"Habituation devours works, clothes, furniture, one's wife, and the fear of war. 'If the whole complex lives of many people go unconsciously, then such lives are as if they had never been.' The technique of art is to make objects 'unfamiliar', to make forms difficult, to increase the difficulty and length of perception because the process of perception is an aesthetic end in itself and must be prolonged."

Pinterest Headquarters by All of the Above and First Office
Cross section

We argued that a creative office cannot function on terms of efficiency, connectivity and productivity alone. For each person to take part in the creation of company culture, we would need to counter the habitual environment of the desk, the conference room, and the corner office. The idea of a non-habitual office space continued certain qualities of the initial house where Pinterest was born. There were no cubicles or hierarchies, just a domestic interior transformed by tech loving young people into a workplace.

Pinterest Headquarters by All of the Above and First Office
Vertical oblique drawings of the tables

With these thoughts in mind, we designed a catalog of strange objects. Big volumes that we called "houses" would create pockets within the open warehouse. Different monumental tables would require for people to invent new ways of organising a meeting, occupying a war room, coming together for a collective lunch or throwing a party at the bar.

Pinterest Headquarters by All of the Above and First Office
Vertical oblique drawings of the four volumes

Even the most democratic, circular table, in inverse, would become a lock-down room for engineers on a deadline. All around, white and glass surfaces would turn into white boards, pinboards, and graffiti walls. The domestic interior would grow thick with objects, sketches and ideas formed through social contact.

Pinterest Headquarters by All of the Above and First Office
Photographs of the table models

We placed four houses into the warehouse, forming at its centre a big, gathering space and at its edges a thick infrastructural corridor with service spaces that are variously expansive and compressed. We hope people will see opportunity here to chat with their coworkers, go deep into their work, enjoy the heat of the sun or a darkened room, and let the blood rush to their heads.

Pinterest Headquarters by All of the Above and First Office
Photographs of the houses models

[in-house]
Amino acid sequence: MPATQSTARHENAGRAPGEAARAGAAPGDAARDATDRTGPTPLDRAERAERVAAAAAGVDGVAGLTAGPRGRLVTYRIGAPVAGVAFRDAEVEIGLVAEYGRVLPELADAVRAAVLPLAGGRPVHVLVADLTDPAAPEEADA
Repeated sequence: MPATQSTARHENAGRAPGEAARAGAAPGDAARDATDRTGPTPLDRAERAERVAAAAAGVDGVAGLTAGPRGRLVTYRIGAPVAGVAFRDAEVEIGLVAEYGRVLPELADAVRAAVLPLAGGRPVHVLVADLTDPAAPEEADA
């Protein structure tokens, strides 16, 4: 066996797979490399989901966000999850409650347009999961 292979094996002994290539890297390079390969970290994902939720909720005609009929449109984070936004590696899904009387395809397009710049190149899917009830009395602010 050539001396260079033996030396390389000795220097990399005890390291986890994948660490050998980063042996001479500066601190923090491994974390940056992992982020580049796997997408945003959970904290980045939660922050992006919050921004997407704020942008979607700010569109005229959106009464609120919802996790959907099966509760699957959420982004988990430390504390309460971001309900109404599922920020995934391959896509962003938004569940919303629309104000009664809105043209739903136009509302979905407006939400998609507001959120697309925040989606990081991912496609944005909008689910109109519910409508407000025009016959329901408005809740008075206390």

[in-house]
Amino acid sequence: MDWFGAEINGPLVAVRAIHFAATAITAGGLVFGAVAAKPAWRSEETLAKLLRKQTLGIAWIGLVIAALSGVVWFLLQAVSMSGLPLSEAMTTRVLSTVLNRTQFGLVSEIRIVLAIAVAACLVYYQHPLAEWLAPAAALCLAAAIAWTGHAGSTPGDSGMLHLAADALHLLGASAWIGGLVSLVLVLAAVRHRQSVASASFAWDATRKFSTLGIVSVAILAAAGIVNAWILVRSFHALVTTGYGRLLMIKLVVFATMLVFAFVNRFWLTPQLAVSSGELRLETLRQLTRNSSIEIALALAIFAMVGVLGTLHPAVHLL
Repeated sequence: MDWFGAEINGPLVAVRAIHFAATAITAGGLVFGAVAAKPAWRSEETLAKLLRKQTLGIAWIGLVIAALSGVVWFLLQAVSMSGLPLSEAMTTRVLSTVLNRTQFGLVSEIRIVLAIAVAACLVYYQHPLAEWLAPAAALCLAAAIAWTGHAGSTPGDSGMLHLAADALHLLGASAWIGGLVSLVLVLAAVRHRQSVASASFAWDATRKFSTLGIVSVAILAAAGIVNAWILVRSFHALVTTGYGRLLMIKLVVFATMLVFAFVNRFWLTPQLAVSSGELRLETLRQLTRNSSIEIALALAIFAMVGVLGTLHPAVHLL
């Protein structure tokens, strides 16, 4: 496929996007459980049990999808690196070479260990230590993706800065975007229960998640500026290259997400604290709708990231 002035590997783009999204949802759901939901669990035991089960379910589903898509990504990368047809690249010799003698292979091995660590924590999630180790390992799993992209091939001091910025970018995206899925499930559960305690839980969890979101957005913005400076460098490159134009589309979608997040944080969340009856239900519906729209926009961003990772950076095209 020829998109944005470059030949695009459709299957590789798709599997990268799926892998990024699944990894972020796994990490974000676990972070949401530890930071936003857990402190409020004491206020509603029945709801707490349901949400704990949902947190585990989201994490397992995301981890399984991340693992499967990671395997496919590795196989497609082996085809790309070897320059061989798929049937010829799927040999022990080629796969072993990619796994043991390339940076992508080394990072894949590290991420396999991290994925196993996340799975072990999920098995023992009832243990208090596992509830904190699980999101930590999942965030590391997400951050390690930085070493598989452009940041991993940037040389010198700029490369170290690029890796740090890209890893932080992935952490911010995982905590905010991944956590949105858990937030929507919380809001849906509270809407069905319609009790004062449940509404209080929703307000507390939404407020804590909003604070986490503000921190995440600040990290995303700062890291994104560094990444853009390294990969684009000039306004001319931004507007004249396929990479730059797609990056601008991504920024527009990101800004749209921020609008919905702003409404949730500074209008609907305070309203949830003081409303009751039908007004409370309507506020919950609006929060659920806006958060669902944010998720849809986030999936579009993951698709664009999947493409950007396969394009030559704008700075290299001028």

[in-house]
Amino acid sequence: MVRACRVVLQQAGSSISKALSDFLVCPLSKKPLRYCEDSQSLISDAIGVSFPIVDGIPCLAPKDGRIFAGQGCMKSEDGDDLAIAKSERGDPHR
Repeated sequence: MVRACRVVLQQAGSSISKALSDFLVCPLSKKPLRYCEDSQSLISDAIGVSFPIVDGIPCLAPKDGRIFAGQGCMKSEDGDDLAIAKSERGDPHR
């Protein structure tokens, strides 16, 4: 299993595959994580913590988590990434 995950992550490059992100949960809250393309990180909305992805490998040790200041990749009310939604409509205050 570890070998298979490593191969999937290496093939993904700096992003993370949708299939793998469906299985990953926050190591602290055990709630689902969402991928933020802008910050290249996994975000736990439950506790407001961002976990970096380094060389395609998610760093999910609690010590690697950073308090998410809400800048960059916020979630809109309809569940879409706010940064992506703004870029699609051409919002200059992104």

Project Designers: All of the Above / First Office
Architects: Schwartz and Architecture
Pinterest Team: Everett Katigbak and Per Johansson
Project Manager: Gina Caruso, Relocations Connections, Inc.
Contractor: NOVO Construction
Structural Engineer: Yu Structural Engineers
Furniture Designer: One Workplace
Lighting Designer: Pritchard Peck

  • M.S.

    This is a far more elegant and refined interior design than I’ve seen in most tech company offices. Good on Pinterest for not commissioning something silly and “dot-com-ish” and good on the designers for not proposing the same.

    • Tyler

      I agree, a nice project. Very well done. A great example of a conceptual approach to space planning implemented effectively without being candy-coated like most tech space. Kudos to the architects.

      But let’s not get ahead of ourselves. Pinterest – the company getting filthy rich for enabling people to swipe creative content – should NOT be praised for doing something original.

      As a side note, does anyone else remember when Kinko’s wouldn’t allow you to photocopy pages from a book so as to protect intellectual property and copyright? I’m feeling strangely nostalgic for that show of respect to the authorship of creative content.

      • M.S.

        Interesting point about Kinko’s. A counter-example: the ripping of audio from FM to cassette, or TV to VHS, became very normalized after a while; the ethics conversation sort of disappeared.

        I would argue, however, that Pinterest’s aggregation of public images is more akin to clipping photos out of magazines. There’s nothing a user can really “do” with these “pins.”

  • Samuel

    How are they cleaning the big tables?